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Add Profitable Business Model Innovation When You Don't Have Many Successes with Innovation Tests

Jun 5, 2008
With only a few successful experiments, you won't get far in creating and establishing an improved business model. You need to diagnose why you have had few successful tests.

The most likely problem is that you are not running enough tests. Few organizations are. If you have lots of ideas to test, this may mean that you don't have enough people with the skill and interest to run tests. If so, you need to change staffing and assignments to create more time for these critical innovation tasks.

Some companies will find that they are running lots of tests, but don't find any successes. This usually means that the quality of the testing is poor. In other words, you need to check to see if good ideas are being poorly implemented.

Finding this problem is usually a sign of an organization that is overloaded with tasks, or has people without all the necessary skills running the experiments. Examine what went wrong, and figure out how you can fix it. If you have these concerns before the testing starts, have someone with expertise in these areas evaluate the proposed tests and the availability of skills and tools to execute those plans.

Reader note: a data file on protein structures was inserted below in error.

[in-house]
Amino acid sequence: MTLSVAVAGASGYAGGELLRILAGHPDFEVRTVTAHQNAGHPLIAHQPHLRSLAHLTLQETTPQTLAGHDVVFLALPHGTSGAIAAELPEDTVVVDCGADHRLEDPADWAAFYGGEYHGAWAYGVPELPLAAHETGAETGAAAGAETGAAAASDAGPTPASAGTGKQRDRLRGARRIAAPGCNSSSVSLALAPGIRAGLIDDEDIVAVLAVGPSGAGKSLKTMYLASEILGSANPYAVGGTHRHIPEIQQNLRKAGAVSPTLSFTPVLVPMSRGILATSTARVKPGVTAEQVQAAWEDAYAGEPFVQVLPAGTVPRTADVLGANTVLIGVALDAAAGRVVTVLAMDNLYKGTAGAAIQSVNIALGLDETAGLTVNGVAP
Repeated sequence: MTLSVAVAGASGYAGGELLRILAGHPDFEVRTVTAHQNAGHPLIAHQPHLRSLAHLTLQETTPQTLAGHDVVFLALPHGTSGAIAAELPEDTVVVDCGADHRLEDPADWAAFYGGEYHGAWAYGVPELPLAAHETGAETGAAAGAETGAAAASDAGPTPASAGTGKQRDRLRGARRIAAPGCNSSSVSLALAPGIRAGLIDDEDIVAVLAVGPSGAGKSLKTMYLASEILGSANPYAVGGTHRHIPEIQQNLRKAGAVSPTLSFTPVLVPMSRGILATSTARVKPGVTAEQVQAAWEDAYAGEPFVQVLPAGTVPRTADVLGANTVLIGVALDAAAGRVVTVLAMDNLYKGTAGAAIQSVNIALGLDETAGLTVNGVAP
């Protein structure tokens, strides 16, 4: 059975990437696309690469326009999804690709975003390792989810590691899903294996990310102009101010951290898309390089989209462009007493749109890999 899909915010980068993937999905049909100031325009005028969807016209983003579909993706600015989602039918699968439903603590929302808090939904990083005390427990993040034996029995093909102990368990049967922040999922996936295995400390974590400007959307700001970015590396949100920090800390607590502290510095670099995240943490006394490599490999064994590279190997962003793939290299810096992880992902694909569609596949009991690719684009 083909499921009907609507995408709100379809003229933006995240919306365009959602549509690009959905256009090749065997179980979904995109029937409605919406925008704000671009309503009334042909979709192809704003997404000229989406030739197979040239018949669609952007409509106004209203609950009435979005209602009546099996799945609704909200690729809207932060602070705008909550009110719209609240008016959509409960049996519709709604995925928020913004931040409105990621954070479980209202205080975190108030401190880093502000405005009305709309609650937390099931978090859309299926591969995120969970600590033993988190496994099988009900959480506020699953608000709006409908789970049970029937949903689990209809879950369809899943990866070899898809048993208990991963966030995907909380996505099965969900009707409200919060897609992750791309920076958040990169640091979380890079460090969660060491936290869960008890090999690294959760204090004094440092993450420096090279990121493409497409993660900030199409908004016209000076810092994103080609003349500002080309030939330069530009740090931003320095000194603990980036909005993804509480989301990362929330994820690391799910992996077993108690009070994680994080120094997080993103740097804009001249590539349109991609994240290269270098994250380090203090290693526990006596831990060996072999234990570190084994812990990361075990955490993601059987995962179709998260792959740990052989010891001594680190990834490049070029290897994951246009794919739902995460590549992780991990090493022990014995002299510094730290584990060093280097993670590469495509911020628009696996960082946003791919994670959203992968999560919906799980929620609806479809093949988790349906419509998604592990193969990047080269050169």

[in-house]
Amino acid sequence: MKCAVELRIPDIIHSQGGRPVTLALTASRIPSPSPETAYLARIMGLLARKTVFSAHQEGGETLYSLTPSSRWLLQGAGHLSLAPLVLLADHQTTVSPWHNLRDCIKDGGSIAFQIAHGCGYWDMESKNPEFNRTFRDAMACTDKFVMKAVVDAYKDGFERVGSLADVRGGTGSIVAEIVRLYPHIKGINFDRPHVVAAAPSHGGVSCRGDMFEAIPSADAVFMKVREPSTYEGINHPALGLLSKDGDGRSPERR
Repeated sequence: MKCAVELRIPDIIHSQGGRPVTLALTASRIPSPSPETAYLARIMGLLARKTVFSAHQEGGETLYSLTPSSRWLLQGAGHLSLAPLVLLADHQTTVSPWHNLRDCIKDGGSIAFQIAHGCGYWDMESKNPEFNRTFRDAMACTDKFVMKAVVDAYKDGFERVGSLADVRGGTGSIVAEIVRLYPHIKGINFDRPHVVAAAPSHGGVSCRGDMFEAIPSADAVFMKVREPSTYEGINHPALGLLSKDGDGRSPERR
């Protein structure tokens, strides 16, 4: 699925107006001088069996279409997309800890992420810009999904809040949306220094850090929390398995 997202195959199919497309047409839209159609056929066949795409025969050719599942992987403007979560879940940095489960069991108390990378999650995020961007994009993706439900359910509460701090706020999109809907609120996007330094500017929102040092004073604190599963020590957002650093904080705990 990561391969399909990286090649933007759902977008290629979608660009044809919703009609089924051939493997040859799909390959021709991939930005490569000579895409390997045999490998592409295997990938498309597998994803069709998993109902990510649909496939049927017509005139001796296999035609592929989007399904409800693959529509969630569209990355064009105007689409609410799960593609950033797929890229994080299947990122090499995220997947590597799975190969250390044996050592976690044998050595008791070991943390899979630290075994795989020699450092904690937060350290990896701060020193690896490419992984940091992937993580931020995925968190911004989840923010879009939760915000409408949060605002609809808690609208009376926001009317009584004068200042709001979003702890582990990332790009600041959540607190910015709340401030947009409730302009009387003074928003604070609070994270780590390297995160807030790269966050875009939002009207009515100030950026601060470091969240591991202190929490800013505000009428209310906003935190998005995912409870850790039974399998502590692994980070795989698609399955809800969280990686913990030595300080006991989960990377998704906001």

One way that Paychex has ensured its ability to make many successful business model changes is by bringing into its top management executives who are experienced in performing many different functions. Tom Golisano, the company's founder and former CEO, looked for people with greater breadth of experience and psychological flexibility than is usually seen for the functions they head. In many cases, these executives came to Paychex after having succeeded in much larger organizations, as well.

Each senior executive had the ability to put together world-class tests and make them work, as a result. The difficulty of implementing a successful test throughout Paychex is always on their minds during the testing. The top management spends a lot of time together working on business model innovations, and as they do, each functional head becomes more and more aware of how the expanded demand affects all of the other functions.

If you don't have this sort of team, especially in a small organization, consider getting an unpaid board of advisors comprised of recently retired executives with varied functional backgrounds to play the same role. If that's not available, contact any of the organizations that provide free or low-cost consulting to entrepreneurs.
About the Author
Donald Mitchell is an author of seven books including Adventures of an Optimist, The 2,000 Percent Squared Solution, The 2,000 Percent Solution, The 2,000 Percent Solution Workbook, The Irresistible Growth Enterprise, and The Ultimate Competitive Advantage. Read about creating breakthroughs through 2,000 percent solutions and receive tips by e-mail by registering for free at

http://www.2000percentsolution.com .
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